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Proceedings Paper

Characterization of nanoparticles by computer imaging particle analysis
Author(s): J. DaPonte; T. Sadowski; C. C. Broadbridge; P. Munhutu; A. Lehman; D. Krishnamoorthy; E. C. Garcia; M. S. Sawicki; C. Heyden; L. Mirabelle; P. Benjamin
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Paper Abstract

Nanoparticles, particles with a diameter of 1-100 nanometers (nm), are of interest in many applications including device fabrication, quantum computing, and sensing because their decreased size may give rise to certain properties that are very different from those exhibited by bulk materials. Further advancement of nanotechnology cannot be realized without an increased understanding of nanoparticle properties such as size (diameter) and size distribution. Frequently, these parameters are evaluated using numerous imaging modalities including transmission electron microscopy (TEM) and atomic force microscopy (AFM). In the past, these parameters have been obtained from digitized images by manually measuring and counting many of these nanoparticles, a task that is highly subjective and labor intensive. Recently, computer imaging particle analysis routines that count and measure objects in a binary image1 have emerged as an objective and rapid alternative to manual techniques. In this paper a procedure is described that can be used to preprocess a set of gray scale images so that they are correctly thresholded into binary images prior to a particle analysis ultimately resulting in a more accurate assessment of the size and frequency (size distribution) of nanoparticles. Particle analysis was performed on two types of calibration samples imaged using AFM and TEM. Additionally, results of particle analysis can be used for identifying and removing small noise particles from the image. This filtering technique is based on identifying the location of small particles in the binary image, assessing their size, and removing them without affecting the size of other larger particles.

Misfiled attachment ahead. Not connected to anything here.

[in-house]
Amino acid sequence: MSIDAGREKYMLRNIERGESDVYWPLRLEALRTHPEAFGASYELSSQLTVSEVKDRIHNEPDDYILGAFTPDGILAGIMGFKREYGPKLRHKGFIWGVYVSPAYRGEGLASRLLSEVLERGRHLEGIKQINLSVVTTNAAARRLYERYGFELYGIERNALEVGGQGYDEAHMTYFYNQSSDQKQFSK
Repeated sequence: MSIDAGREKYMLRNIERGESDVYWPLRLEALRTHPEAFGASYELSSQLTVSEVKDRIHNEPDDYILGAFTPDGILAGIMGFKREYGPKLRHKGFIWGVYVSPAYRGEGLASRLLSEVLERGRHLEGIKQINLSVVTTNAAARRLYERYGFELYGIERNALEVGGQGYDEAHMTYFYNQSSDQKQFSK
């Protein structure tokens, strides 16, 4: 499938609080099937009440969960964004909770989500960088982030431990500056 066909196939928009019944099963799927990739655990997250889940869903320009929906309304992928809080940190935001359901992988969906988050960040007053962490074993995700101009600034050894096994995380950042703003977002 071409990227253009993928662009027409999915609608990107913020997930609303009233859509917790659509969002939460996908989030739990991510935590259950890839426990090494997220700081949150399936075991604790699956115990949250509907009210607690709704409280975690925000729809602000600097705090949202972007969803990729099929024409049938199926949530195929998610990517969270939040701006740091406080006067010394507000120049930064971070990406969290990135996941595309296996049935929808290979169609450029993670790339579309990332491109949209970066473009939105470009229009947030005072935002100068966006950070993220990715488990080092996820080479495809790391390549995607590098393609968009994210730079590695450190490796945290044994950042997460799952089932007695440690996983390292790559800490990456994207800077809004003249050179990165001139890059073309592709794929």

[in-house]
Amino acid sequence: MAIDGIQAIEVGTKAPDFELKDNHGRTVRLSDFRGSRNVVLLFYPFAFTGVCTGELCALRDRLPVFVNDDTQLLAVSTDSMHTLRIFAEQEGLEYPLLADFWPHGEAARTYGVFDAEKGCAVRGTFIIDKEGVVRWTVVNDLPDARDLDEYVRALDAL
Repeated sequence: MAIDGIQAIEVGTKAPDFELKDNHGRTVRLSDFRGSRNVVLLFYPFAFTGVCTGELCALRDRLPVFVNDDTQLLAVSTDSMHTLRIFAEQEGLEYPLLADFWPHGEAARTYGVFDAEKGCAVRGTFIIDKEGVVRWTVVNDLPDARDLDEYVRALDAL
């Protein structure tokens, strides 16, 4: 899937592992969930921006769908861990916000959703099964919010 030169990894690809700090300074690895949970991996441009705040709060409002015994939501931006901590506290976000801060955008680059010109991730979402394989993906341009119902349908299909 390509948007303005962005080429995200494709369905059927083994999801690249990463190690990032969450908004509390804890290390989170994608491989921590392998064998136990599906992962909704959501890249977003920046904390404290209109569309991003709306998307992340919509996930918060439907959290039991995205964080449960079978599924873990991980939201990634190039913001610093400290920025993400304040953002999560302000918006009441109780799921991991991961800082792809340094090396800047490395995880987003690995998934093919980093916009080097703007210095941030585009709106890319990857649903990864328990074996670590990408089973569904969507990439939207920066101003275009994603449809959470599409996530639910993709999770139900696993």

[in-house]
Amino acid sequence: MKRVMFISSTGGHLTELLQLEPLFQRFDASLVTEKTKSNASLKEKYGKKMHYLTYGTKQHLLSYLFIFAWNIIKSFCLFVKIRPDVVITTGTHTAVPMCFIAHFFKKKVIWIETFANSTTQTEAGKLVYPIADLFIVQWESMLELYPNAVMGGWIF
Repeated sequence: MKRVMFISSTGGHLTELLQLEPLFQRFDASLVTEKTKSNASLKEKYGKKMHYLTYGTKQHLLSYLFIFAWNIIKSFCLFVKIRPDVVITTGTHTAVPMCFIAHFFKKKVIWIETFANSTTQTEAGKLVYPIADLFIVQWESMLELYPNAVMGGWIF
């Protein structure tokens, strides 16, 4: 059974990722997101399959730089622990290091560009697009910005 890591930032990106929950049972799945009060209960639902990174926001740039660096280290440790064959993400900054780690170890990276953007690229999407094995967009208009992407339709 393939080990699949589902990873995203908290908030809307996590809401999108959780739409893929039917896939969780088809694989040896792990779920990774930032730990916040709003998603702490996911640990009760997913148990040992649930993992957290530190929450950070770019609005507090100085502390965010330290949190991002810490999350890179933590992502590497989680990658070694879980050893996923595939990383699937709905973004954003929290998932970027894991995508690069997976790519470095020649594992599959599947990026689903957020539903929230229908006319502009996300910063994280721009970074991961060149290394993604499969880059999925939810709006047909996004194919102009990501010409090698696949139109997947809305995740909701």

Paper Details

Date Published: 10 October 2007
PDF: 8 pages
Proc. SPIE 6768, Nanomaterials Synthesis, Interfacing, and Integrating in Devices, Circuits, and Systems II, 676807 (10 October 2007); doi: 10.1117/12.734966
Show Author Affiliations
J. DaPonte, Southern Connecticut State Univ. (United States)
T. Sadowski, Southern Connecticut State Univ. (United States)
C. C. Broadbridge, Southern Connecticut State Univ. (United States)
P. Munhutu, Southern Connecticut State Univ. (United States)
A. Lehman, Trinity College (United States)
Southern Connecticut State Univ. (United States)
D. Krishnamoorthy, Southern Connecticut State Univ. (United States)
E. C. Garcia, Southern Connecticut State Univ. (United States)
M. S. Sawicki, Southern Connecticut State Univ. (United States)
C. Heyden, Southern Connecticut State Univ. (United States)
L. Mirabelle, Southern Connecticut State Univ. (United States)
P. Benjamin, Southern Connecticut State Univ. (United States)


Published in SPIE Proceedings Vol. 6768:
Nanomaterials Synthesis, Interfacing, and Integrating in Devices, Circuits, and Systems II
Nibir K. Dhar; Achyut K. Dutta; M. Saif Islam, Editor(s)

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